Policies Reference

JWT Verification


The JWT policy can verify requests containing HS256 or RS256 signed JSON Web Tokens (as specified in RFC 7519)

Each of your Consumers will have JWT credentials (public and secret keys) which must be used to sign their JWTs.

A token can then be passed through the Authorization header or in the request’s URI or even in the body and the gateway will either proxy the request to your upstream services if the token’s signature is verified, or discard the request if not.

Express Gateway can also verify on some of the registered claims of RFC 7519 (such as exp and nbf).


There are two modalities the JWT policy can verify your token: the Controlled or Uncontrolled. The modality is driven by the value of checkCredentialExistence value; true for the former, false for the latter.

Controlled modality

In order to use the JWT policy in controlled modality, consumers must have a jwt credential associated with them.

To create consumers (user and apps): use the CLI and create user or create app command.

To create a jwt credential for an user or app: use the CLI and create credential command with type jwt. You can also use the Admin API to do the same thing

Once you create a token, you will get a key pair: keyId and keySecret.

keyId must be placed in the sub field of your JWT. Otherwise, the Gateway will not be able to verify the consumer bound to it, and it will refuse the request, regardless of the token validity.

keySecret is a suggested password you can use to sign your tokens — so you should put this one in your policy configuration. Anyway, you’re free to select your own secret, if required.

Note: you can bind scopes to a JWT credential.

Uncontrolled modality

The uncontrolled modality might be useful in case you want to bypass Express Gateway Identity services. In such case you don’t need to create any credential in the system.

The gateway will still verify the token validity and the standard claims, but won’t do any further checks and simply set its decoded content as the current user.

Note: As there’s no standardized way to express scopes in JWT, these won’t be checked on the token. You can easily do that using a custom plugin to put after this policy. For an example, see this repository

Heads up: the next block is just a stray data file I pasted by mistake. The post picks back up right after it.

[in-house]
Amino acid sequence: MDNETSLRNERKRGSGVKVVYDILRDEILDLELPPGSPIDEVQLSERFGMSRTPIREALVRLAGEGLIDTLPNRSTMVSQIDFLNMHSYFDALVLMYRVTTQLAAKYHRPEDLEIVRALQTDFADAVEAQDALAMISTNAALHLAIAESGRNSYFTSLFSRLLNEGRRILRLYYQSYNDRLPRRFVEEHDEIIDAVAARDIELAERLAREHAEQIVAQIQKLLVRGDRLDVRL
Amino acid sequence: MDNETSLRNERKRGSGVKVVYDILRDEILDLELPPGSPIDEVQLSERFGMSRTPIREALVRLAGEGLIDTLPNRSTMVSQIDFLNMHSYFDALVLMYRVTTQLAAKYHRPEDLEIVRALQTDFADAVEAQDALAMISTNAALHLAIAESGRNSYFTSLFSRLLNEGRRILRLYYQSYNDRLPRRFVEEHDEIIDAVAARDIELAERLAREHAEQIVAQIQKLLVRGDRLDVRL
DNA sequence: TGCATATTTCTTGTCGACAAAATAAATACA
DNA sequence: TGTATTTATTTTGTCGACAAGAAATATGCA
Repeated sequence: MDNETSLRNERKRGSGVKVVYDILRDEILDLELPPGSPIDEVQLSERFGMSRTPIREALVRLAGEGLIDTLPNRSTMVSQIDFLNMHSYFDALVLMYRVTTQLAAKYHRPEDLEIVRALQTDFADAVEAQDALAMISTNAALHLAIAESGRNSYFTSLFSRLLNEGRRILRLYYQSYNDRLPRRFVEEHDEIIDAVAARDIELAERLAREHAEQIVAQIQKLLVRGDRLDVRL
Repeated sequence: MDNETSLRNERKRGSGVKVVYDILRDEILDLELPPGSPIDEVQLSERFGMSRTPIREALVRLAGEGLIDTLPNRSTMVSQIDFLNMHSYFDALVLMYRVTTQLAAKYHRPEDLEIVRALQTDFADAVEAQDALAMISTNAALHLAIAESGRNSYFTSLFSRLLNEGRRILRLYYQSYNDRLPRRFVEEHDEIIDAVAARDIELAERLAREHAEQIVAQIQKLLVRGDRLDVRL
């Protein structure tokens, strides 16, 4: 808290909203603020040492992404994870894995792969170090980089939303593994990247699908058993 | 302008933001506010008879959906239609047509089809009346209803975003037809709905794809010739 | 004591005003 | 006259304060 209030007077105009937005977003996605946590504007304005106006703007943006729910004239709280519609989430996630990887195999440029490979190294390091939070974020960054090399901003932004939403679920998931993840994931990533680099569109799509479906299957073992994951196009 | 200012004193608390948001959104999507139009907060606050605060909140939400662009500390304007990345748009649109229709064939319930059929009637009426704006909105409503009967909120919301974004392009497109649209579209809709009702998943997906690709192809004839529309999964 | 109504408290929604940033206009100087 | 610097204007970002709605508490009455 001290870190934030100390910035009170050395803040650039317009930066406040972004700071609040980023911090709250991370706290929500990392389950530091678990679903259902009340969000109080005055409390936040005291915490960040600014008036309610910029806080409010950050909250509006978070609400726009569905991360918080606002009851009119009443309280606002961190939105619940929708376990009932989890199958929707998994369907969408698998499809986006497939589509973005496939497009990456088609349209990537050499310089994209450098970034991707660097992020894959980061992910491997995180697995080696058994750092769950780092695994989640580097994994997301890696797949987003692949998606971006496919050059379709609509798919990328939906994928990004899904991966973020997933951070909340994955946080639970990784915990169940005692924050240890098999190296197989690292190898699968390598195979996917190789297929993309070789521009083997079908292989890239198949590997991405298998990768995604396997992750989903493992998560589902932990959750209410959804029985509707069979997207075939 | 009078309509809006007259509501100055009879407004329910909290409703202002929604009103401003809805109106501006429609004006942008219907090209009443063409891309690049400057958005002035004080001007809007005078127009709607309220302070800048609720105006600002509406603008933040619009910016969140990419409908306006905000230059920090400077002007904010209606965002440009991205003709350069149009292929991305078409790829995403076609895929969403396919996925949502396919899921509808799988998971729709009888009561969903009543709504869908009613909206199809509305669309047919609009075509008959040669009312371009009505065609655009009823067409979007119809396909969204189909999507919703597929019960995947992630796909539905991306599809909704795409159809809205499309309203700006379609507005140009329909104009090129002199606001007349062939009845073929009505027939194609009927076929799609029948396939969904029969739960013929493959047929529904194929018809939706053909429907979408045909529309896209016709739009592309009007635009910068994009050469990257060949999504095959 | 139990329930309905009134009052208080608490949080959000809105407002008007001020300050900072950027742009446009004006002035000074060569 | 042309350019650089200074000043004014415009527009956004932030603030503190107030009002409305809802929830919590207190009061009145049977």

Using RS256

You can also use a public/private key and leverage RS256 to sign and verify your tokens.

First of all, generate a new public/private key using openssl:

$ openssl genrsa -out private.pem 2048

Keep the private key in a super-secure place (under your bed might be a good place) in your system.

Then extract the public key from it:

$ openssl rsa -in private.pem -outform PEM -pubout -out public.pem

Now you have the public key in public.pem and the private one in private.pem.

Use the private key to sign your tokens, and give the public key to Express Gateway using the secretOrPrivateKeyFile parameter, so it can verify your tokens are correct.

Verify external tokens

You don’t have to be the one issuing and signin the tokens. You can also leverage thirthy party providers, such as Auth0 or by downloading their public certificate and provide them to the gateway.


To enable the JWT policy, add jwt in gateway.config.yml in the policies section.

  - jwt
  # other policies


  port: 8790
  example: # will be referenced in proxy policy
    url: ''

    path: '*'

    apiEndpoints:   # process all request matching "api" apiEndpoint
      - api
      - jwt: # secure API with key auth
        - action:
      - proxy: # name of the policy
        - action:
            serviceEndpoint: example # reference to serviceEndpoints Section

Express Gateway supports several ways to locate your Json Web Token in your request.

Locating the JWT token

By default the Authorization header with Bearer is used to locate your token.

The JWT scheme and header are not standardized, therefore they can be overriden if required.

Other strategies

  • authBearer: (default), extracts the token from the Authorization header with Bearer scheme.
  • authScheme: extracts the token from the Authorization header with the specified scheme.
  • header: extracts the token from the specified header.
  • query: extracts the token from the a specified query parameter

Note: extracting the JWT from a query parameter is usually discouraged for security purposes, as those might get caught by your logging system, disclosing potentially sensitive informations.

Options Reference
  • secretOrPublicKey:
    • the secret used to verify the incoming token
    • required unless secretOrPublicKeyFile is provided
  • secretOrPublicKeyFile:
    • a public key file used to verify the token signature. This can be provided from a thirty party service as well.
    • required unless secretOrPublicKey is provided
  • jwtExtractor:
    • the strategy used to extract the token from the request
    • default value: authBearer
    • possible values: ['authBearer', 'authScheme', 'header', 'query']
  • jwtExtractorField:
    • The field to check, according to the selected extraction strategy.
    • Not required for authBearer strategy
  • audience:
    • if provided, the aud claim will be verified against this value
  • checkCredentialExistence:
    • determines whether the gateway should check for the credential existence in the system, looking at the sub claim.
    • default value: true
  • passThrough:
    • determines whether the gateway should execute the successive policy in case the auth process fails. If set to false, the gateway will return an Unauthorized response.
    • default value: false